: a feast that commemorates Christ's resurrection and is observed with variations of date due to different calendars on the first Sunday after the paschal full moon

Today is the first day of Easter.  The first of fifty days that are about living out the lessons learned during Lent.  It's a mental adjustment for me to see Easter as a season and not a day.  It's more natural for me to see Lent or Advent as seasons, largely because they coincide with cultural or environmental seasons.  But the longer I participate in a church that follows a liturgical calendar, the more I feel the rightness and value of this deep within me. 

For Advent, Epiphany and Lent, I made journals to commemorate each season.  By the end of each season, I was sad for the season to end, sad to say goodbye to my current journal.  Yet each season has offered discrete and unique lessons.  Lessons that are held, documented and remembered in those journals.  Yesterday morning I created an Easter journal.  I'm sure by the time Pentecost arrives, I'll be sad to close this journal for the final time.

As I sat at our Maundy Thursday service, I had the thought that Easter is for listening.  I even contemplated putting that on the cover of the journal.  I pondered this for a few days as I picked the colors and papers for my journal.  As I planned the journal, I continued to think about listening.  Perhaps Lent was for listening, not Easter.  Then on Saturday morning I read this passage in Celtic Daily Prayer:

Let us do what our Lord did and rise early in the morning, whilst everything is at rest in silence and darkness, when sleep envelops everything in torpor, in profound quiet.  Let us rise and watch with God, lifting our hearts to Him, laying our souls at His feet, and at this early hour when intercourse is so secret and so sweet let us fall at His feet and enjoy converse with our Creator.  How good He is to let us come to His feet whilst all is sleeping.  Whilst all is sleeping in silence and shadow, let us begin both our day and our prayers.  Before our working day begins let us pass long hours praying at the feet of our Lord.

Yes, I think my Lent was for listening.  It would, in fact, make perfect sense for me to discover the meaning of Lent on the very last day of the season.  If there's one thing I've learned in my few years of observing Lent, it's that the season is rarely about what I think it's about on Ash Wednesday.  This year's Lenten vow of walking or running every morning was so far out of left field that I had no idea what it might be about.  As I told my counselor about it, she remarked, "I love that you don't see this as a way to lose weight.  That's not even on your radar as you approach this."  That continued to be the case throughout Lent.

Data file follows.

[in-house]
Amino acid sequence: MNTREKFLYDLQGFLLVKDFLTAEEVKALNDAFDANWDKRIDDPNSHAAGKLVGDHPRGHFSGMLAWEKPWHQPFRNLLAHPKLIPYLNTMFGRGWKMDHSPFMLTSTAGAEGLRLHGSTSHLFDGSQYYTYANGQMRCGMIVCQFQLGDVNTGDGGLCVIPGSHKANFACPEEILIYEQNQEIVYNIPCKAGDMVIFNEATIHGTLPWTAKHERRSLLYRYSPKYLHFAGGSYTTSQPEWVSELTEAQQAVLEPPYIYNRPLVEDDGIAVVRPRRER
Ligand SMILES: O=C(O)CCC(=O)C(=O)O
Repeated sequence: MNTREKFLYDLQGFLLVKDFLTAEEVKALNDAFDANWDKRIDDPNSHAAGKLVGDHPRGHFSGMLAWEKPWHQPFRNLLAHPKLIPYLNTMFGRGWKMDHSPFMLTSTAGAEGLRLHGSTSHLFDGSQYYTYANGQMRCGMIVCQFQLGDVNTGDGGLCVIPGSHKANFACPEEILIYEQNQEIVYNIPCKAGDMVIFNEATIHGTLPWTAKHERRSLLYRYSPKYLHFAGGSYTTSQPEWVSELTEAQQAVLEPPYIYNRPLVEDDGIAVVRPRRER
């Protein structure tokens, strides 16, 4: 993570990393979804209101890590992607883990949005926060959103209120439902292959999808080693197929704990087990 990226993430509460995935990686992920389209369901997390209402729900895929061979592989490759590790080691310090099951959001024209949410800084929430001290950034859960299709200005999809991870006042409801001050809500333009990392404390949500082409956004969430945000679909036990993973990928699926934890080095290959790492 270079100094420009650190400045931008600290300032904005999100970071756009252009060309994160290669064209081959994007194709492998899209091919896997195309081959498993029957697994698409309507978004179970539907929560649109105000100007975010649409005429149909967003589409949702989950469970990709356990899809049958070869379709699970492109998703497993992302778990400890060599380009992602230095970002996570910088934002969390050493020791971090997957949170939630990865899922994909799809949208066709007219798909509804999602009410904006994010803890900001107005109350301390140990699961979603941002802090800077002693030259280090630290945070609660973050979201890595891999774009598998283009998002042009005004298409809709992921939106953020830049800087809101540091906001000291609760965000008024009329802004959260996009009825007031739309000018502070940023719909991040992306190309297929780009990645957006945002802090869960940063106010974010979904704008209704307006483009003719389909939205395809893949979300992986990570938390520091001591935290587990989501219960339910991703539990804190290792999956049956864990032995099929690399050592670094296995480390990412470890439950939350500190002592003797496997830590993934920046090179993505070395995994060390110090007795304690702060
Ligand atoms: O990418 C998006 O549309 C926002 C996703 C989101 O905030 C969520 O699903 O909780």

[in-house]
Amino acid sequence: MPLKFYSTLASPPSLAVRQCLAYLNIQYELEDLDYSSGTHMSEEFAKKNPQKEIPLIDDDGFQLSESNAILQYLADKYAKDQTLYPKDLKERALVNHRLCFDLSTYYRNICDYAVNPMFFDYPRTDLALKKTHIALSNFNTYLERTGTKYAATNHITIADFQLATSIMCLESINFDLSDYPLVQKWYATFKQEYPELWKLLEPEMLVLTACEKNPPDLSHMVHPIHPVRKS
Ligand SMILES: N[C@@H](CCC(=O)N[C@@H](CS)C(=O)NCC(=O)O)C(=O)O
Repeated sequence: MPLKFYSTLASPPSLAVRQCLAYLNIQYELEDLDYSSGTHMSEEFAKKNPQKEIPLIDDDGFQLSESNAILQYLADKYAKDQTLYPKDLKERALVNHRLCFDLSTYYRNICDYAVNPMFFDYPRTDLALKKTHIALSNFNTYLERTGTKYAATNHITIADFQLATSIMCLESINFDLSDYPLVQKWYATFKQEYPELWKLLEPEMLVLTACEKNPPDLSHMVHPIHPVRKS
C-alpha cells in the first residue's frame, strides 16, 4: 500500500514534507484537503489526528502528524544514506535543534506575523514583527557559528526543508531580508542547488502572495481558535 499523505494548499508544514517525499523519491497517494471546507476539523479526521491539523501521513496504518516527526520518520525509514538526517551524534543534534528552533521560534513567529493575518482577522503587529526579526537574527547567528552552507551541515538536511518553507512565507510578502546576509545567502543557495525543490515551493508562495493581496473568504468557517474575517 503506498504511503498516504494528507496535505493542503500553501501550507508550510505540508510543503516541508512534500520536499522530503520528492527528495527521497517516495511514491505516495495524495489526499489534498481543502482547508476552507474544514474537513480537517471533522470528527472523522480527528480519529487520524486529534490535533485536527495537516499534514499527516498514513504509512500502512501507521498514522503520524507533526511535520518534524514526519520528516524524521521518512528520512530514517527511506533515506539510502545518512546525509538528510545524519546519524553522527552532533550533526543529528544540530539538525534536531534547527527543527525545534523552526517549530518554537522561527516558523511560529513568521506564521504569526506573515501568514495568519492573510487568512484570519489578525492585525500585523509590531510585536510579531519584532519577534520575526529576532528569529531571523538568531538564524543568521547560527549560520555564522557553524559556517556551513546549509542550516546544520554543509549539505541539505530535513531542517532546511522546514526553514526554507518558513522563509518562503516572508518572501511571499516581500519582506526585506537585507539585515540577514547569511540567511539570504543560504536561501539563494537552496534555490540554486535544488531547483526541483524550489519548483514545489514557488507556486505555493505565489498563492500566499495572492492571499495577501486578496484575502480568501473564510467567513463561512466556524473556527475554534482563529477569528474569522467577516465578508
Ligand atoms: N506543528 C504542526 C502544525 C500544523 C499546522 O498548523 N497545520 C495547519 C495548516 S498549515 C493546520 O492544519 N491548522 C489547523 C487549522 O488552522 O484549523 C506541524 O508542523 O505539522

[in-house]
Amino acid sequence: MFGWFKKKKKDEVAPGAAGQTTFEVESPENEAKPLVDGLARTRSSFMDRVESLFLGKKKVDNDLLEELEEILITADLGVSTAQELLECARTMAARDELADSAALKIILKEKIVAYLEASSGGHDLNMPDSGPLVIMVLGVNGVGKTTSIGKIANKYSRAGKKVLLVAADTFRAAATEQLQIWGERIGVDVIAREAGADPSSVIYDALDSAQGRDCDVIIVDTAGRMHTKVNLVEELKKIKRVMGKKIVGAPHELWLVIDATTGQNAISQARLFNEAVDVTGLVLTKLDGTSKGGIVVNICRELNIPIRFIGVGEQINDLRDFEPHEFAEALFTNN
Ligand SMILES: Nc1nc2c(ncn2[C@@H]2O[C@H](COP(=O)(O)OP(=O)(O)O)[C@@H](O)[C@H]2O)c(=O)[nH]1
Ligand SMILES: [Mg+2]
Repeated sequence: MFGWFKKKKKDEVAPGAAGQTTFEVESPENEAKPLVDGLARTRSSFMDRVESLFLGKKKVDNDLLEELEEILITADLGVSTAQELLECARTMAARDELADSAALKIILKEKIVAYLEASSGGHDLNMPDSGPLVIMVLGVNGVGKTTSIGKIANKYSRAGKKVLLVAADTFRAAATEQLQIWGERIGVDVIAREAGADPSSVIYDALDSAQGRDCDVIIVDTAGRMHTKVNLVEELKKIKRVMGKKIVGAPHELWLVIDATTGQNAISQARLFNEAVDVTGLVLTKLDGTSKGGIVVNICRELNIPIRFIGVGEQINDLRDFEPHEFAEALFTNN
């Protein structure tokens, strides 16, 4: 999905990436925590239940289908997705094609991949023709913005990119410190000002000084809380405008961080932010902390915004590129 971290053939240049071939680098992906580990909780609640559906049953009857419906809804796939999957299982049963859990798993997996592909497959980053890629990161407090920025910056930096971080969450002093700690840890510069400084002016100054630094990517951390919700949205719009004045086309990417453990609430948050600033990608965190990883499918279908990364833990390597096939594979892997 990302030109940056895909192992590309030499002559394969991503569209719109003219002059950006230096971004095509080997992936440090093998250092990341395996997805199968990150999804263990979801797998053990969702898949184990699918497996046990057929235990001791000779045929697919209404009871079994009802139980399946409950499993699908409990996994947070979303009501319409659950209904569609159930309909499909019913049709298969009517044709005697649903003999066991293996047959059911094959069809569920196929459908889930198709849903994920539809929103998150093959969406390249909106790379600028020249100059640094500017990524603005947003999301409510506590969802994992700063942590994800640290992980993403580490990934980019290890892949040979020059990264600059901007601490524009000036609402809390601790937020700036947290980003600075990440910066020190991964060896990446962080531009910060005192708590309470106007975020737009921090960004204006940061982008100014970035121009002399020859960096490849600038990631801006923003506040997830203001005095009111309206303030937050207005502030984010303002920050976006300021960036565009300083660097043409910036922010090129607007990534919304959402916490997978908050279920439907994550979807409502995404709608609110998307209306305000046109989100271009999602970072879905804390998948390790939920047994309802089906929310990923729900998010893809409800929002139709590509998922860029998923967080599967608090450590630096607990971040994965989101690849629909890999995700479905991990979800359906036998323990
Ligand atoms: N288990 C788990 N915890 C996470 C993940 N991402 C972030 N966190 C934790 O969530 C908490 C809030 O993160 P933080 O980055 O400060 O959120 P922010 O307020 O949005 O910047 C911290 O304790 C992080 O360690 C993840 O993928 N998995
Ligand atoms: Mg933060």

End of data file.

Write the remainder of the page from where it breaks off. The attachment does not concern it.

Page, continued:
My morning ambulations were far more about spiritual growth than physical fitness.  I'm not a morning person, yet I found that once I was out of bed and on my way, walking was the perfect way to start my day.  I was able to be awake and alone for thirty or forty-five minutes without ever speaking aloud.  My mind was able to be quiet and receptive.  It was almost like I dreamed conversations with God on those morning walks.

Lent was about listening - and not only listening to God, but to my body and my soul.  I found out what clothing I like best on cool mornings, what to wear when it rains and that I need a new pair of shoes.  I found that quiet wakefulness can be more restful than a few minutes of extra sleep in the morning.

What will Easter be about?  Right now I'm not very sure.  I would like for Easter to be more active on my part than Lent has been.  I'd like to not just receive, but give.  I'd like to not just listen, but talk.  But I've been incredibly overwhelmed by life over the last ten days, so I'm not sure I'm in the position to offer much on my own.  In fact, that's another lesson I learned this Lent: I can do very little in my own power.  I can't even see my own sin without help, much less change and make myself more whole.  So whatever Easter is about, it will have to be about doing it in the resurrection power of Jesus, not the barely-holding-it together power of Shannon.

I've read that we Christians are Easter people.  It's what we celebrate on Easter morning, not Christmas morning, that sets us apart from others.  It's what was missing from that grave all those years ago that makes us able to live out of a power and peace that is not our own.  It's the fact that someone fully God and fully human once loved (and still loves) us enough to let that love take his life from him, but not defeat him in death.

I want to be an Easter person.  I want this season of my life to be one that sees me face life's uncertainties, challenges, joys, disappointments and surprises with peace, grace, humility and strength.  I want to be an Easter person.

Thursday, April 5, 2012


1 : the quality or aggregate of qualities in a person or thing that gives pleasure to the senses or pleasurably exalts the mind or spirit : loveliness